Overwhelmed with exhaustion and working up to 19 hours a day as Iran tries to combat the spread of coronavirus, Aref, a nurse in a small town in the south-west of the country, has started to worry about his own health.
Around two dozen medical staff have died so far in the Islamic republic, not least because of a lack of medical equipment in one of the countries worst hit by the virus.
“We are running this small hospital with minimum facilities. We do not have hazmat suits and instead wear surgical gowns which keep our heads and faces exposed and we are short of latex and sterile gloves,” said Aref, 25, who sleeps in a house with five other nurses to protect their families from the virus.
In an ideal world, medical staff would change face masks frequently to ensure that they do not spread the virus, but Aref keeps his in his pocket during his seven-hour shift “to repeatedly use it which means I may be a carrier of the virus myself”. He did not want to publish the name of the town for fear of repercussions.
Iran’s medical system, with its highly specialised doctors, has long been seen as one of the best in the region, attracting patients from nearby countries. As the virus spreads — there are nearly 1,300 fatalities and Iranian epidemiologists fear it could reach 60 per cent of Iran’s 80m population — medical staff have been hailed as heroes.
“Defenders of health will be treated like defenders of our borders,” said Saeed Namaki, Iran’s health minister, hailing the doctors who died of coronavirus as ‘martyrs’. President Hassan Rouhani said this week that “we bow to doctors and nurses”.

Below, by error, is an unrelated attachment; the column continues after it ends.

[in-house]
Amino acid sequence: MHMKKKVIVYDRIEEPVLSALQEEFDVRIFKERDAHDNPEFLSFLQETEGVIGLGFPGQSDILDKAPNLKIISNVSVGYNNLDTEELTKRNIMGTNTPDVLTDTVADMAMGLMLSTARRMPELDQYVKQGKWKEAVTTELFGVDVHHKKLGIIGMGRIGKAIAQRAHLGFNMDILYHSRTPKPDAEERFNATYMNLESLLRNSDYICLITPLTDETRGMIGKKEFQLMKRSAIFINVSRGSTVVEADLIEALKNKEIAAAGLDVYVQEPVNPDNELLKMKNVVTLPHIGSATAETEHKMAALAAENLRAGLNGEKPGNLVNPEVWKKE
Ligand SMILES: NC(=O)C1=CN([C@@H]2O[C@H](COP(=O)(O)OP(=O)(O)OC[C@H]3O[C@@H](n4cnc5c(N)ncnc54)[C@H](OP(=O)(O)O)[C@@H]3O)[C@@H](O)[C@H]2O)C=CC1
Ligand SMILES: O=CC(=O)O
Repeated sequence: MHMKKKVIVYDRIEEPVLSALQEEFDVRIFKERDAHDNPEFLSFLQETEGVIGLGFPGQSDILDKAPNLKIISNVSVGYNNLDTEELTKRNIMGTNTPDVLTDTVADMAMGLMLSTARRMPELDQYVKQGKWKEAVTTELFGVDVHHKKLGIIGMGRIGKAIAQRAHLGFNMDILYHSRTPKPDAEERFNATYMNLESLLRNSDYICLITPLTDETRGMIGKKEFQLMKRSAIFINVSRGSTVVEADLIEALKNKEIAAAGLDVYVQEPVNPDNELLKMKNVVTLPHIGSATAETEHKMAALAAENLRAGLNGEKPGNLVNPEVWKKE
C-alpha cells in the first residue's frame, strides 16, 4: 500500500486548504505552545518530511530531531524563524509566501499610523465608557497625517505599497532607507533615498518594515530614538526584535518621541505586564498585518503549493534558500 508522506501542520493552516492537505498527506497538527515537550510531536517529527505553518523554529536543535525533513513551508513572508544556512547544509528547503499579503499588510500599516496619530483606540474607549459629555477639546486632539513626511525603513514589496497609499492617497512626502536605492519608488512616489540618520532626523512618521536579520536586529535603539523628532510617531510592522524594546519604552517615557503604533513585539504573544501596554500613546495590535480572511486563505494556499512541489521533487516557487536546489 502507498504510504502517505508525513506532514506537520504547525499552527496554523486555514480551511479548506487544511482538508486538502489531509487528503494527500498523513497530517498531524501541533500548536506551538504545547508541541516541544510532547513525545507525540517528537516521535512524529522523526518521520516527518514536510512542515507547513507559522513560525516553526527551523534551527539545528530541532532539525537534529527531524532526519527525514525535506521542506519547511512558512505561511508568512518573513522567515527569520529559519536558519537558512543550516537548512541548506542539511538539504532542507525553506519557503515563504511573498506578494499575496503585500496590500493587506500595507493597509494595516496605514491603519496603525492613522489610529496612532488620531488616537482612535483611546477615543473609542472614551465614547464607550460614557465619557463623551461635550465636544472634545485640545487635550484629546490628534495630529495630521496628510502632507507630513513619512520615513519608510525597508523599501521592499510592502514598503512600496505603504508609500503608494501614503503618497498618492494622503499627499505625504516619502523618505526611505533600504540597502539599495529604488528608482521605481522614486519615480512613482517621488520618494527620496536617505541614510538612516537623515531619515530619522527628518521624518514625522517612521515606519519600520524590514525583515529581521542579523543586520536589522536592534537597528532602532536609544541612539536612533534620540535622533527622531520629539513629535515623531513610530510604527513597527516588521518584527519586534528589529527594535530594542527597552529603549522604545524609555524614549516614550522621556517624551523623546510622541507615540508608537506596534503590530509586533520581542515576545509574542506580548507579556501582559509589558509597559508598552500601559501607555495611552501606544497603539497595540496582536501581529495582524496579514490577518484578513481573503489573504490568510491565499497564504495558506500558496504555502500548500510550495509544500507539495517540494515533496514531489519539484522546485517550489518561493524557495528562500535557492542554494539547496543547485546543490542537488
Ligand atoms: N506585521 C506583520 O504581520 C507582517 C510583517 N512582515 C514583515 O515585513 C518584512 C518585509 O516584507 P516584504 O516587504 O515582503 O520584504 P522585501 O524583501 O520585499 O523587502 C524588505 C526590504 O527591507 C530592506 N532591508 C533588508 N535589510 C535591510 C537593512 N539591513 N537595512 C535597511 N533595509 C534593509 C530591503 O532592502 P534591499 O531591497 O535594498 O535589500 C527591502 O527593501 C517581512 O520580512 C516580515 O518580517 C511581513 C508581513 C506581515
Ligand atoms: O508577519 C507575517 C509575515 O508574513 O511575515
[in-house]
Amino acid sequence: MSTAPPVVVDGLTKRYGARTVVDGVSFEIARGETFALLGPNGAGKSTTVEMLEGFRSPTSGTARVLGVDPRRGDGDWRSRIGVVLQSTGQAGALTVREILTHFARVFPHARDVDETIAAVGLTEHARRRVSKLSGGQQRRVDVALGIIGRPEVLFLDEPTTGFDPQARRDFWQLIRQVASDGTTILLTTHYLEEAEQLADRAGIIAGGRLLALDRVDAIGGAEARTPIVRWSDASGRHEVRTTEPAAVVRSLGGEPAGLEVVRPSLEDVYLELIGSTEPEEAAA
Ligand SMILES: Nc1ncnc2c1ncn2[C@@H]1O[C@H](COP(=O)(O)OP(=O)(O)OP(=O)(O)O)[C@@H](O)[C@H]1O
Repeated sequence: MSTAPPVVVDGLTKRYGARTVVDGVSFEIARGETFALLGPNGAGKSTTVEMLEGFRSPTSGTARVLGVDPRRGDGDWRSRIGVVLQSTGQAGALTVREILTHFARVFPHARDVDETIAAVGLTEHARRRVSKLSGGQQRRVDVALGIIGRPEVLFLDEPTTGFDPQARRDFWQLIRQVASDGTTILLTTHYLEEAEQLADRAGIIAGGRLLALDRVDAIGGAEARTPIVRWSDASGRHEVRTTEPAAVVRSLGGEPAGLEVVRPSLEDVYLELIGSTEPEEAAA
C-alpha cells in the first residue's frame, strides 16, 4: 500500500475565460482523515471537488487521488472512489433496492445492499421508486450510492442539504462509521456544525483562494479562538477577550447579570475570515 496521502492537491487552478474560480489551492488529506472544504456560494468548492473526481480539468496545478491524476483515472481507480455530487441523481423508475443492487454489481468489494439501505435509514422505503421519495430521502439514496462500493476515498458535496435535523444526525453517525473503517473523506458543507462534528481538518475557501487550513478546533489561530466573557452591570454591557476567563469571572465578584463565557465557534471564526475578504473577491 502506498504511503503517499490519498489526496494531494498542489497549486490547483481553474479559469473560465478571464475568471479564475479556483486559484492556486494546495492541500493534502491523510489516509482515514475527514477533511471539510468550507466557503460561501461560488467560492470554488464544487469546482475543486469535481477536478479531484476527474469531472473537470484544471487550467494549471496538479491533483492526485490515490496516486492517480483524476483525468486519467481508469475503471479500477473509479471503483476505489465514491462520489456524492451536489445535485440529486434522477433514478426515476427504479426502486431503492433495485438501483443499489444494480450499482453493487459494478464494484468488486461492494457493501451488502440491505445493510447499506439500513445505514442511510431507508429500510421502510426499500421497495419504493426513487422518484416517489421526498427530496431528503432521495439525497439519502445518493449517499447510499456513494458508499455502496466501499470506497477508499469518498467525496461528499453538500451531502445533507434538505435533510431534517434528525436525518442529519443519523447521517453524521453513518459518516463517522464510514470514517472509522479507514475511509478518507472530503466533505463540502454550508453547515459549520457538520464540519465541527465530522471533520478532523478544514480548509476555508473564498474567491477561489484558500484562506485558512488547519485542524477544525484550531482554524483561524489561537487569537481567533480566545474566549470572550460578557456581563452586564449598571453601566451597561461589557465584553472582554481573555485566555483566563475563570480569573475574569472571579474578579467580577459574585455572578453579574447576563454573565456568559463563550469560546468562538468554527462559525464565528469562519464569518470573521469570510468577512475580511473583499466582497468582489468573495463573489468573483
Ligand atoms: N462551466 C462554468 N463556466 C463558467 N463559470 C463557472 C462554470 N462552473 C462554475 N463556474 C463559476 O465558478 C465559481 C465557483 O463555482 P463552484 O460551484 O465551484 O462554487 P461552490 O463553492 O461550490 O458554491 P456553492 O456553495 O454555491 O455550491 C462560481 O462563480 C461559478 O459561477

But many, like Aref, complain of a lack of equipment and support. “We decided to put our own money and buy medical equipment to safeguard our staff. We have no doubt casualties are going up and fear shortages may become more severe,” one surgeon at a state-affiliated hospital in Tehran said.
Analysts say this is partly because of tough sanctions, introduced in the wake of US President Donald Trump’s decision to abandon the nuclear deal agreed between the Islamic republic and world powers. While food and medicine are exempted, imports are frequently delayed because Iran is cut off from the international financial system.
“When the government doesn’t have the money and coronavirus has paralysed an already-weak economy, how can it quarantine cities and buy medical equipment?” said Ahmad Ghavidel, head of the Iranian Haemophilia Society. “We definitely blame the US sanctions for our high number of deaths and consider this a war crime . . . as civilians are harmed.”
The Islamic republic has appealed for international help to secure equipment such as test kits, ventilators, hazmat suits, gloves and masks. “Unlawful US sanctions drained Iran’s economic resources, impairing ability to fight #COVID19,” said Iran’s foreign minister Mohammad Javad Zarif in a twitter post on Tuesday.
Those who try to import medical goods describe complicated supply chains.
“Medical universities in Gilan and Mazandaran call me and say if the equipment does not arrive, nurses and doctors will abandon jobs,” said the managing director of one trading company. “We need to have permission to import medical equipment at the shortest possible time instead of going through a Turkish channel, then to UAE, back to Turkey and finally to Tehran.”
Source » Iranians.global